Fire, Ready, Aim!

Alternate title: Move Fast and Break Things

So our dear president has appointed his son-in-law to a new governmental office that’s being described as a SWAT team for bringing ideas from the private sector to the federal government.  <sarcasm> And this is truly because Jared is the best man for the job, and not the fact that he’s sleeping with the president’s daughter.  And it should be an easy task, which will mesh well with his job advising the president on a dozen other things.  Truly, an inspired and presidential move. </sarcasm>

It isn’t hard to see why Trump is doing this.  He wants to be seen as the guy who moves in fast and gets things done.  So far, that reputation is taking a hit, what with all his accomplishments being executive orders, and all of which could be undone with a single signature by any future president.   By this time in his administration Barack Obama had already saved the world economy.  I think even Bush managed to pass a huge tax cut, or at least made a great deal of progress on it.  Giving this new team the reputation of a SWAT team is one way of improving his miserable record so far.  I can see a few problems with this.

Aside from the nepotism issues, one of the biggest problems is the whole structure of the government is designed to move slow.  It’s hard to pass a law.  It’s hard to amend the constitution.  It’s hard to get elected.  That’s the government the founding fathers built, and I think they were right to do so.  Change is slow, sometimes taking generations.  The best presidents have an idea of where they stand in history, and how they can help shape where it’s going.  I don’t think they tried to fix everything in one fell swoop.  Maybe that’s an outdated way of thinking, and maybe Trump is trying to change the speed at which government moves.  Let’s give him the benefit of the doubt.  Is it possible that moving fast could have its own set of issues?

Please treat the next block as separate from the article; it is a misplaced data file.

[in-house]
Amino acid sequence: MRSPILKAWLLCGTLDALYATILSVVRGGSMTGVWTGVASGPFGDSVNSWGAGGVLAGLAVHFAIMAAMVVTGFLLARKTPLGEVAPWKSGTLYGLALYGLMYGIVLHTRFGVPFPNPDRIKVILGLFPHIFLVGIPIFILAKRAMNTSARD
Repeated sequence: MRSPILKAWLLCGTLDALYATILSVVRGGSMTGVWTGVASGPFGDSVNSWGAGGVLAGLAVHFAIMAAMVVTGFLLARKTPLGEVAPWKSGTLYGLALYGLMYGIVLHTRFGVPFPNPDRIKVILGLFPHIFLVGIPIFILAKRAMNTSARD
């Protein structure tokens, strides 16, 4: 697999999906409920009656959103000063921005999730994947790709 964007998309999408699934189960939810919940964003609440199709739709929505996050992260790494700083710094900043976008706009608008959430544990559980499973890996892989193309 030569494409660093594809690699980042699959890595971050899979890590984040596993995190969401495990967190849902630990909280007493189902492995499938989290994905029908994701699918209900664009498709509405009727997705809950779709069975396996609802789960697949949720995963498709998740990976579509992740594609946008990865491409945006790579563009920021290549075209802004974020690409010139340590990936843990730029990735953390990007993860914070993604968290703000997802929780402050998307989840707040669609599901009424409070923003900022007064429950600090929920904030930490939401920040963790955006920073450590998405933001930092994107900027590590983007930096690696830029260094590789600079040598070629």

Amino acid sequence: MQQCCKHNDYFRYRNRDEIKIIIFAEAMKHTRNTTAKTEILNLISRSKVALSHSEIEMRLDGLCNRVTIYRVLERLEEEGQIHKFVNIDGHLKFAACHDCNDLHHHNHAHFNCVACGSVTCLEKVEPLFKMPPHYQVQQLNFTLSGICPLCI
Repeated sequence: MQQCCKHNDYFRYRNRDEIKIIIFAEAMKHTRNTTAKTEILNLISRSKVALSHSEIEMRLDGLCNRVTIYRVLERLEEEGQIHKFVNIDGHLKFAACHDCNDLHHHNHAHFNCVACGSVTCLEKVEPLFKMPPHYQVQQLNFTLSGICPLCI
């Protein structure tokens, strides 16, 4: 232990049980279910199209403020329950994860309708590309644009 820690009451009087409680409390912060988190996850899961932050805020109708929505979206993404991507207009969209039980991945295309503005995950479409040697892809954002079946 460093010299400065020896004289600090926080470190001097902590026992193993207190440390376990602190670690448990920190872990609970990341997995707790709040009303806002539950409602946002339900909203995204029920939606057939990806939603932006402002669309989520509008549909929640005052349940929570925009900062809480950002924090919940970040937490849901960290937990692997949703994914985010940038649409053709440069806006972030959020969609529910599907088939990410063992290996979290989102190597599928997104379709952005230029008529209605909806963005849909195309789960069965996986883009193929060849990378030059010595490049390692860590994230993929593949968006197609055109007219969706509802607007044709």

Anyone who follows an tech industry is likely to have heard the alternate title to this piece, move fast and break things, as a positive.  This is fine when you’re talking about phones, or how people take selfies.  If you break it, at worst you mildly inconvenience a few people.  Moving fast and breaking things isn’t a great idea for, say, an architect or a builder.  Or someone trying to rebuild one of the largest and most complicated systems of infrastructure in human history.  

Bringing ideas from the private sector to the public one is not a new idea.  I think that was the platform Herbert Hoover was elected on.  The reason we don’t try it more often is simple, it doesn’t really work.  The government is not a business.  It has a million far reaching and often contradictory goals, and none of them are to make money, unless you count actually printing money.  Call it another prediction, but I’m betting Jared’s new job is going to create a lot more problems than it solves.

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